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House Democrats demand answers on TV 'misinformation rumor mills'

House Democrats are pressing cable and streaming services over their decisions to host channels that the lawmakers accuse of spreading misinformation and conspiracy theories that lead to “real world harm.” 

Reps. Anna EshooAnna Georges EshooPharmaceutical industry donated to two-thirds of Congress ahead of 2020 elections: analysis Gosar is the Republican that Democrats want to avoid NIH readies grants for more research on long-term health effects of COVID-19 MORE (Calif.) and Jerry McNerneyGerlad (Jerry) Mark McNerneyIn defense of misinformation House Democrats want to silence opposing views, not 'fake news' Hillicon Valley: Biden signs order on chips | Hearing on media misinformation | Facebook's deal with Australia | CIA nominee on SolarWinds MORE (Calif.), senior members of the House Energy and Commerce Subcommittee on Communications and Technology, sent letters to the companies on Monday questioning their “ethical principles” involved in deciding which channels to carry and when to take action against a channel. 

“Some purported news outlets have long been misinformation rumor mills and conspiracy theory hotbeds that produce content that leads to real harm,” they wrote.

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“Misinformation on TV has led to our current polluted information environment that radicalizes individuals to commit seditious acts and rejects public health best practices, among other issues in our public discourse.”

The letter specifically calls out Newsmax, One America Network (OANN) and Fox News. 

A Fox News Media spokesperson said the letter "sets a terrible precedent."

“As the most watched cable news channel throughout 2020, FOX News Media provided millions of Americans with in-depth reporting, breaking news coverage and clear opinion. For individual members of Congress to highlight political speech they do not like and demand cable distributors engage in viewpoint discrimination sets a terrible precedent," the spokesperson said in a statement.

Newsmax also criticized the letter and defended its coverage. 

"The House Democrats’ attack on free speech and basic First Amendment rights should send chills down the spines of all Americans. Newsmax reported fairly and accurately on allegations and claims made by both sides during the recent election contest," the outlet said in a statement. 

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The lawmakers also asked for information about the number of users who tuned into the stations in the weeks leading up to the election and the Jan. 6 riot at the Capitol. 

Eshoo and McNerney sent letters to traditional cable providers, including Verizon and Comcast, as well as tech companies that provide channels as part of streaming services including Amazon, Google, Apple, Roku and Hulu. 

Amazon said the company is reviewing the letter, while a spokesperson for Comcast declined to comment.

Spokespeople for OANN the providers did not immediately respond for comment.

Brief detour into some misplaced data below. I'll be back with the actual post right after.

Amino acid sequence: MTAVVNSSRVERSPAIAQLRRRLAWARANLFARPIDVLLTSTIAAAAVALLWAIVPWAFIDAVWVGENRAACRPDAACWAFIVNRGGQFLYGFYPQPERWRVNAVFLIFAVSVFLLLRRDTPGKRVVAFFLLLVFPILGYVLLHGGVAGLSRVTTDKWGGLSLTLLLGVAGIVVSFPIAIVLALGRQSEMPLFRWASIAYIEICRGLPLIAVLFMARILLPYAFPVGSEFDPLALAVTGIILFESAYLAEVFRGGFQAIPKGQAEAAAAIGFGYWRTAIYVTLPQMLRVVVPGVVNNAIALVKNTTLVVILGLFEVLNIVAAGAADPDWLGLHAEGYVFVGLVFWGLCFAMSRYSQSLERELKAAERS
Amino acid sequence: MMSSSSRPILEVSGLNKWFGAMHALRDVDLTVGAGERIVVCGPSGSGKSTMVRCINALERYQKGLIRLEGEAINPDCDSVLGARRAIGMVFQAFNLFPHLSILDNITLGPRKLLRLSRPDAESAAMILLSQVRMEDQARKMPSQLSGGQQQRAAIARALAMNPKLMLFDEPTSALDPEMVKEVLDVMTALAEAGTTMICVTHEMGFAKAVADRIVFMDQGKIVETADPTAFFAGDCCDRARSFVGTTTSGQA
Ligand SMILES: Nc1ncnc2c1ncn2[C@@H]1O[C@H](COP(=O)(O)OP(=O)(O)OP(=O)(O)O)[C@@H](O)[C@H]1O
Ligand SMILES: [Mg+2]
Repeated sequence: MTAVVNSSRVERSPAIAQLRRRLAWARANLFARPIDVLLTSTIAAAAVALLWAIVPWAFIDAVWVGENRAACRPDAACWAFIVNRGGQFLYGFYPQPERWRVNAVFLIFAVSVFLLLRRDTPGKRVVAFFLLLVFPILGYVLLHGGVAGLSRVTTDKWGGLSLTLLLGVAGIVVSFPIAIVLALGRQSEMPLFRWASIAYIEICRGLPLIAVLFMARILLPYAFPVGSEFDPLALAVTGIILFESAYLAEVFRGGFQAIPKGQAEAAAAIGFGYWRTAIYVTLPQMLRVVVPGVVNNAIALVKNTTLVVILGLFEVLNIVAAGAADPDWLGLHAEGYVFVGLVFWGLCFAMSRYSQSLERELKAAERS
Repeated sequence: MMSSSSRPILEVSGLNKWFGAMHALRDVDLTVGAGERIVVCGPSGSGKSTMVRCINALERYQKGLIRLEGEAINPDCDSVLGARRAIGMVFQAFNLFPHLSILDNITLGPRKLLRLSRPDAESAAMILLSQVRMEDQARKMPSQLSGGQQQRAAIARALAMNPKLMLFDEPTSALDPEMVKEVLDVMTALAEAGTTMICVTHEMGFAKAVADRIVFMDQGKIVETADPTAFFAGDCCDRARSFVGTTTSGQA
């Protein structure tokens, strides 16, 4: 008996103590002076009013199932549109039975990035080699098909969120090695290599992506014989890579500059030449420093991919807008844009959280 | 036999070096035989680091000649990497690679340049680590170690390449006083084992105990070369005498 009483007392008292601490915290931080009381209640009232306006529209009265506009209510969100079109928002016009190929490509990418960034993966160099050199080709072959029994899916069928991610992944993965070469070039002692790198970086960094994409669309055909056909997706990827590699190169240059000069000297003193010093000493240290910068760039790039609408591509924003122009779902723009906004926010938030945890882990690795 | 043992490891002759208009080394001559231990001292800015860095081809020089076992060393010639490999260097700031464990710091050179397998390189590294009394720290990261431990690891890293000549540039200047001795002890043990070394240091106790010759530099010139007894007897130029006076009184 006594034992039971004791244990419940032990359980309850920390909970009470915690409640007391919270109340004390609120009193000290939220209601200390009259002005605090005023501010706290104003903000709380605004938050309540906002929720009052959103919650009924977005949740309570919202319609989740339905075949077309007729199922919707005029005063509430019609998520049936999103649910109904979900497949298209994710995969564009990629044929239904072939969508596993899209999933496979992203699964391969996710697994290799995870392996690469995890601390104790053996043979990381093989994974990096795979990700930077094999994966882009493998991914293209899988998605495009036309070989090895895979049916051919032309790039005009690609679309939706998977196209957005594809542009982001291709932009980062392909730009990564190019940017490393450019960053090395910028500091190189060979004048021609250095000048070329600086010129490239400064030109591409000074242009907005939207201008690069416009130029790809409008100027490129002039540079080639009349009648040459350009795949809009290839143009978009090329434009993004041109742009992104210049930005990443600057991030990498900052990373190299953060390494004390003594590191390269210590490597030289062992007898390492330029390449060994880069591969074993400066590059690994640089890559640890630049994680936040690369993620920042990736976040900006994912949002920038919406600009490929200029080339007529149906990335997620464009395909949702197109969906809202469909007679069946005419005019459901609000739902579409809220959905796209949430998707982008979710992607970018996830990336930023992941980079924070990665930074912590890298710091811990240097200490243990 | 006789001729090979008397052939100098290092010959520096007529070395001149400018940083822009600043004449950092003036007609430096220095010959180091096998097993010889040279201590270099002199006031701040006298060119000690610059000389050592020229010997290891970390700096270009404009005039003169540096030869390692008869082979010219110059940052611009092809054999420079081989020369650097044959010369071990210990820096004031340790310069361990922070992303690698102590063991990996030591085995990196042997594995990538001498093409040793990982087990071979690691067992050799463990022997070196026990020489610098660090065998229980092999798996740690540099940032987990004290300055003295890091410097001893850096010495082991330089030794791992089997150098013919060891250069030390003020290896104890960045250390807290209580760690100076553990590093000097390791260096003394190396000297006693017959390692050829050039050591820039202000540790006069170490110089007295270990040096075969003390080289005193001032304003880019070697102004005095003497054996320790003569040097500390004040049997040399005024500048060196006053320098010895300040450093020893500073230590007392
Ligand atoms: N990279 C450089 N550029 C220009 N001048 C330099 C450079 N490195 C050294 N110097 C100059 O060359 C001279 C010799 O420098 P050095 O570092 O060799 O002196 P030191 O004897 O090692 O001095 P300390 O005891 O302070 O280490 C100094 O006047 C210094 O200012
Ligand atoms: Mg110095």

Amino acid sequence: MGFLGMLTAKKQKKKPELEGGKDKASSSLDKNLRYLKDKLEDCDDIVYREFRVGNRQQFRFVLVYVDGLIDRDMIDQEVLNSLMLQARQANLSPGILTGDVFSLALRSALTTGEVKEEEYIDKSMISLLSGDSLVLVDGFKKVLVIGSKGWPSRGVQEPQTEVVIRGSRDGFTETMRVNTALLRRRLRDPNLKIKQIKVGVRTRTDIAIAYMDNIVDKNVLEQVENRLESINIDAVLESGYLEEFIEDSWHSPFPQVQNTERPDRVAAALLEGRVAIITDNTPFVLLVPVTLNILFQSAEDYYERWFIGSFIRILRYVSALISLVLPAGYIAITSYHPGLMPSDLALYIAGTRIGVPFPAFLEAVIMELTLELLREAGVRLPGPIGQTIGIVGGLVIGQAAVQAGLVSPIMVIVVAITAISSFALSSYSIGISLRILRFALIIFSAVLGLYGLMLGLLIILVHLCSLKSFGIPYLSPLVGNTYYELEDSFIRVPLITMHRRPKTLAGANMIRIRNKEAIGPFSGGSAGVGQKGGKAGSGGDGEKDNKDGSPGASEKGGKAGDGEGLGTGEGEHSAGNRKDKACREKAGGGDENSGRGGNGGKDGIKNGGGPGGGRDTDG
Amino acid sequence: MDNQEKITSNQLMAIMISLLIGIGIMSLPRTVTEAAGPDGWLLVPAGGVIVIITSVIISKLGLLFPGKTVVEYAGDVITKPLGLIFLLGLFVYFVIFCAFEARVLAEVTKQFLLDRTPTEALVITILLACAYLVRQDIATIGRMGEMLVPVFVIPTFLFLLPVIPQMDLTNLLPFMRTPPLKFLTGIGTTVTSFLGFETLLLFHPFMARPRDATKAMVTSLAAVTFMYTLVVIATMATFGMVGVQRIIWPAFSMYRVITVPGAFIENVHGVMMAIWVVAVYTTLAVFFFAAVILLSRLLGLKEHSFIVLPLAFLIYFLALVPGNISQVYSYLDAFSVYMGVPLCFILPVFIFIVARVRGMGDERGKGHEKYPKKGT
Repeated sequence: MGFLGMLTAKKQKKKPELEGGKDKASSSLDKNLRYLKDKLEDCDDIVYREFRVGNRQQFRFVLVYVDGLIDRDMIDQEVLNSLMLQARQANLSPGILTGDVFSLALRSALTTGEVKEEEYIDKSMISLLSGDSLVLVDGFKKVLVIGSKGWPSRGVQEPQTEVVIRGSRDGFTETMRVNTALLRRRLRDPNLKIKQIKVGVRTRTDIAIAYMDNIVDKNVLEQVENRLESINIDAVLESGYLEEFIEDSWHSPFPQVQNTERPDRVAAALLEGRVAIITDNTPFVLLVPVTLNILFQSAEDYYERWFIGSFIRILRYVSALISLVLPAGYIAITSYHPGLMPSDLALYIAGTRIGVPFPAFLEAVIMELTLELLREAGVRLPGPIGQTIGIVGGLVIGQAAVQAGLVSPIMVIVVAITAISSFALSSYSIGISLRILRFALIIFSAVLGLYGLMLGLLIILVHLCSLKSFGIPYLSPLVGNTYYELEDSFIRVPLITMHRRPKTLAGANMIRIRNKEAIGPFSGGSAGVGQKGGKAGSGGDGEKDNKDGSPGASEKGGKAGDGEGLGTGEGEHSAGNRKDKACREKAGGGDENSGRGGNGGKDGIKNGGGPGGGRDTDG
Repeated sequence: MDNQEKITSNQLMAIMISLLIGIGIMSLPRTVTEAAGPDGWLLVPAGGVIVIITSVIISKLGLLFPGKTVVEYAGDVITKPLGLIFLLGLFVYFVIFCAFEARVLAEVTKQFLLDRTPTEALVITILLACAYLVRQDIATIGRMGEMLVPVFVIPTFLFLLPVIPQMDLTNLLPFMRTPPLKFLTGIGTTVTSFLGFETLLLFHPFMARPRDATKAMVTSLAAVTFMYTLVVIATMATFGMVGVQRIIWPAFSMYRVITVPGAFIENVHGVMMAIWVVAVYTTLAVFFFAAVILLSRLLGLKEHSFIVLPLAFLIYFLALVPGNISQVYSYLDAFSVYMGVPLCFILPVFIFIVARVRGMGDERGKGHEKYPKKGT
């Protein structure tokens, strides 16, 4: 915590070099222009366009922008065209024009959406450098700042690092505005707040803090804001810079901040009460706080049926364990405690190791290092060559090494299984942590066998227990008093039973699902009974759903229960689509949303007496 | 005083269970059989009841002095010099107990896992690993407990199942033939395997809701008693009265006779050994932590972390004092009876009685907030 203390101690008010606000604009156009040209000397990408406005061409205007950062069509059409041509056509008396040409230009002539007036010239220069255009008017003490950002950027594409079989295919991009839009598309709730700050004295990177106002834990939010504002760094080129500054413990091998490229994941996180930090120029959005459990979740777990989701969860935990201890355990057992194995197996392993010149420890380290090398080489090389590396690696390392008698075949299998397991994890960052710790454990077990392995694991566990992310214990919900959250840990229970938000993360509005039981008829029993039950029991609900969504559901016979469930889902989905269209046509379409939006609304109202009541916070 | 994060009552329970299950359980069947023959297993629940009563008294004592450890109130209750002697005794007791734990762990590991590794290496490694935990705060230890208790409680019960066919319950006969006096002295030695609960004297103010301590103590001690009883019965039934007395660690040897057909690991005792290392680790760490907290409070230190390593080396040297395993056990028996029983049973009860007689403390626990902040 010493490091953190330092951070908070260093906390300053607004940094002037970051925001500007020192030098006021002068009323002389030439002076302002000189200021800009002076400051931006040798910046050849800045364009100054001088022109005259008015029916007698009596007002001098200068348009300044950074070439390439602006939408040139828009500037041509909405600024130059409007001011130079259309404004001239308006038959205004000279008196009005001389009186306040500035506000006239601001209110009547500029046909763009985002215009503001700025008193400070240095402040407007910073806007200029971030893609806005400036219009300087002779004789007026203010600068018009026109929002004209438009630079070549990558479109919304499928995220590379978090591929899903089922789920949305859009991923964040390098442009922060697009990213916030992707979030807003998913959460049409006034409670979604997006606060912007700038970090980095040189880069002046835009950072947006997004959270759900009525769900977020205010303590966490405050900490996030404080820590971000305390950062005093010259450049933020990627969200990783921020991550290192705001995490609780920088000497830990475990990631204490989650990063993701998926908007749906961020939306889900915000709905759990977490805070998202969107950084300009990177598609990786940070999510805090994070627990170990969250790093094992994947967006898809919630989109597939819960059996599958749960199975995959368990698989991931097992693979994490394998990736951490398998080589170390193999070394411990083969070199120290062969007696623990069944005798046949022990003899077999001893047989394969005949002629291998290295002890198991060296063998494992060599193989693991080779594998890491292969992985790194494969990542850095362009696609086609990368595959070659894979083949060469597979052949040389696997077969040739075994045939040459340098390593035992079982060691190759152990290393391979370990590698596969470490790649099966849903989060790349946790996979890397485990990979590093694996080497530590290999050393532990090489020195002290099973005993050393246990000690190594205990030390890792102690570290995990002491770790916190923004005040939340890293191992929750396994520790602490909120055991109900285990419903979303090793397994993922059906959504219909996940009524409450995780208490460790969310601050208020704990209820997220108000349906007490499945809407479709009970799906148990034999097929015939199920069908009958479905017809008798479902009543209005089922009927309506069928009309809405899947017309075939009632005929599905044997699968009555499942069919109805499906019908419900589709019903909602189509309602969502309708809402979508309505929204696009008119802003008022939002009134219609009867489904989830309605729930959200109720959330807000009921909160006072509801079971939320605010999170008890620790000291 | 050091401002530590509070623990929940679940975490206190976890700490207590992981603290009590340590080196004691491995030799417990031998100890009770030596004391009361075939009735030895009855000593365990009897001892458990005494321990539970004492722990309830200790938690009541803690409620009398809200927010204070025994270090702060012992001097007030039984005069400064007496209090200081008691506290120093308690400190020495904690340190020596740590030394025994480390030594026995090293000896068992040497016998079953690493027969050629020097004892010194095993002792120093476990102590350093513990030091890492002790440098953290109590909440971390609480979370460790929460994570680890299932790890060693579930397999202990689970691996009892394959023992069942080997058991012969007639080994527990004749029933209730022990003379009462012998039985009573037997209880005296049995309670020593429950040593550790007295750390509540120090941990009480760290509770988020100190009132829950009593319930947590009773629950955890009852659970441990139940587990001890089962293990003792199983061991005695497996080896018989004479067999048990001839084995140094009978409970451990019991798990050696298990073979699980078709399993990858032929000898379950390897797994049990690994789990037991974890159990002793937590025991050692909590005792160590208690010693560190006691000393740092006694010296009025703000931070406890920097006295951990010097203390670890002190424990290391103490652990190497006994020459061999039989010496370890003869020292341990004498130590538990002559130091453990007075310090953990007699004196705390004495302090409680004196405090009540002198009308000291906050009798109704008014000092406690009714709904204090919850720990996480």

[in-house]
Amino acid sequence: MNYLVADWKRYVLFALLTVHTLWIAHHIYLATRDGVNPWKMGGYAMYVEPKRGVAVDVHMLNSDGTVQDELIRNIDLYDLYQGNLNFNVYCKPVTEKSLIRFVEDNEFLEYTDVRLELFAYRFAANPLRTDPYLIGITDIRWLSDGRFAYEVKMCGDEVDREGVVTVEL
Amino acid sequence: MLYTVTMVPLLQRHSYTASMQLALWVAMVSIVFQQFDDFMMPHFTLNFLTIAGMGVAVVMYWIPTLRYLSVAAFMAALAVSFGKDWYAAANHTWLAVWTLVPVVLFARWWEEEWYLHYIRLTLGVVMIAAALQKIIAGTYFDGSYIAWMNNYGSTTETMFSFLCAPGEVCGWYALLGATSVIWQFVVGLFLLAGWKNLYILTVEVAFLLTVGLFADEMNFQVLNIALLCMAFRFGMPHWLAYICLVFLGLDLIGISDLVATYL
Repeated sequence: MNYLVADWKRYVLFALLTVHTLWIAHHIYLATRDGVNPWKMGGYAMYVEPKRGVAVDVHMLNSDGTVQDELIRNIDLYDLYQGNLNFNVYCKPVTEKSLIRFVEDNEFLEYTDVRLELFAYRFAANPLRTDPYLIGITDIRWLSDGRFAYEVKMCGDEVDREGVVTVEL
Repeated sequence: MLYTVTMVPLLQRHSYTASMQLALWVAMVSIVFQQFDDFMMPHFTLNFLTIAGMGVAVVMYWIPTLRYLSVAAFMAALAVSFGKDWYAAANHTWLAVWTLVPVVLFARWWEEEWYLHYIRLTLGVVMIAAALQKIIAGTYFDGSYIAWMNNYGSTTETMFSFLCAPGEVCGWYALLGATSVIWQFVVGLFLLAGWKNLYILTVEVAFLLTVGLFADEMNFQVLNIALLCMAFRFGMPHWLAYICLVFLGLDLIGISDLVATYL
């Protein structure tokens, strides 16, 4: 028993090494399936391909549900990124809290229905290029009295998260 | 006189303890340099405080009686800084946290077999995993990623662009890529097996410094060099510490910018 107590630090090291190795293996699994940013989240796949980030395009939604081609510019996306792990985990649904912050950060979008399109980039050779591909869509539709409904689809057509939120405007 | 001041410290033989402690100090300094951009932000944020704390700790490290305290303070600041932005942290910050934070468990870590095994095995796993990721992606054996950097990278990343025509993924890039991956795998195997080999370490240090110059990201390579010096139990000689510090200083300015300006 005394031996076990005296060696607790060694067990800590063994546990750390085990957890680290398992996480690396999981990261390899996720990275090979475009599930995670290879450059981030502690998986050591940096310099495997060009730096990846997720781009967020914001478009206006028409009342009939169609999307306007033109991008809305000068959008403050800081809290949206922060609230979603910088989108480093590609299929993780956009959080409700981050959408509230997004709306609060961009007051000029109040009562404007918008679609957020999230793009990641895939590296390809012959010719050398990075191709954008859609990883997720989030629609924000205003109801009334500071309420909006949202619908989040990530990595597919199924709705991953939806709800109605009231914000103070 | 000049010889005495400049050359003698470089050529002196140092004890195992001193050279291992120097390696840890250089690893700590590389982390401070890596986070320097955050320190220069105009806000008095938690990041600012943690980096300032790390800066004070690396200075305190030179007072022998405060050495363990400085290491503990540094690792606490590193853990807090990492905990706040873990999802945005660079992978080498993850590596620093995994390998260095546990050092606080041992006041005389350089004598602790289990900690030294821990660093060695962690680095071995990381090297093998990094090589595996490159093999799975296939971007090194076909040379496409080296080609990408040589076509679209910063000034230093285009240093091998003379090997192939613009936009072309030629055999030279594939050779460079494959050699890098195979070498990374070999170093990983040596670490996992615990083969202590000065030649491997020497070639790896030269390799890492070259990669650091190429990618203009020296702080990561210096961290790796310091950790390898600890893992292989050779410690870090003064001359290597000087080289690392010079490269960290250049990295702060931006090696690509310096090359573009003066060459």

Republicans are pushing back on the letter sent by the two Democrats.

“The Majority is flirting with violating the First Amendment,” a Republican aide said. “Should the government be pressuring private industries to censor legally protected content and suppress the freedom of the press? No. If a free and independent press is still valued and mainstream in America, this censorship campaign should alarm every single journalist and member of the media."

Federal Communications Commission (FCC) Commissioner Brendan Carr, a Republican, called the letter a “chilling transgression of the free speech rights that every media outlet in this country enjoys.”

“To the House Democrats that used their official letterhead to launch this inquiry, I would say this: Your demand to know the ‘moral principles’ that guide a private entity’s decision about what news to carry cannot be reconciled with bedrock principles of free speech and journalistic freedom,” he said in a statement.

“I call on my FCC colleagues to join me in publicly denouncing this attempt to stifle political speech and independent news judgment,” Carr added.

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The letter is setting the scene for what will likely be a contentious Wednesday committee hearing about “disinformation and extremism in the media.” 

Democrats and Republicans have split on the issue in the past, notably in October over tech platforms' decision to limit the spread of a New York Post story that included allegations about Hunter Biden, the son of now-President BidenJoe BidenFormer Rep. Rohrabacher says he took part in Jan. 6 march to Capitol but did not storm building Saudis picked up drugs in Cairo used to kill Khashoggi: report Biden looking to build momentum for Putin meeting MORE.

The story quickly drew skepticism over its sourcing and findings, but when the tech giants clamped down on the spread of it online, Republicans widely criticized the companies of censoring content  and an anti-conservative bias. 

Republicans are expected to again bring up the controversy over the Post story on Wednesday. 

Democrats, however, may focus on the boosting of election misinformation and the role it may have played in leading to the deadly insurrection at the Capitol on Jan. 6. The letter Eshoo and McNerney sent Monday highlights ways the stations spread false claims about the election, as well as the way the riot at the Capitol was covered. 

The letter also discusses reports of misinformation about COVID-19 reportedly shared by Newsmax, OANN and Fox News. 

—Updated at 2:36 p.m.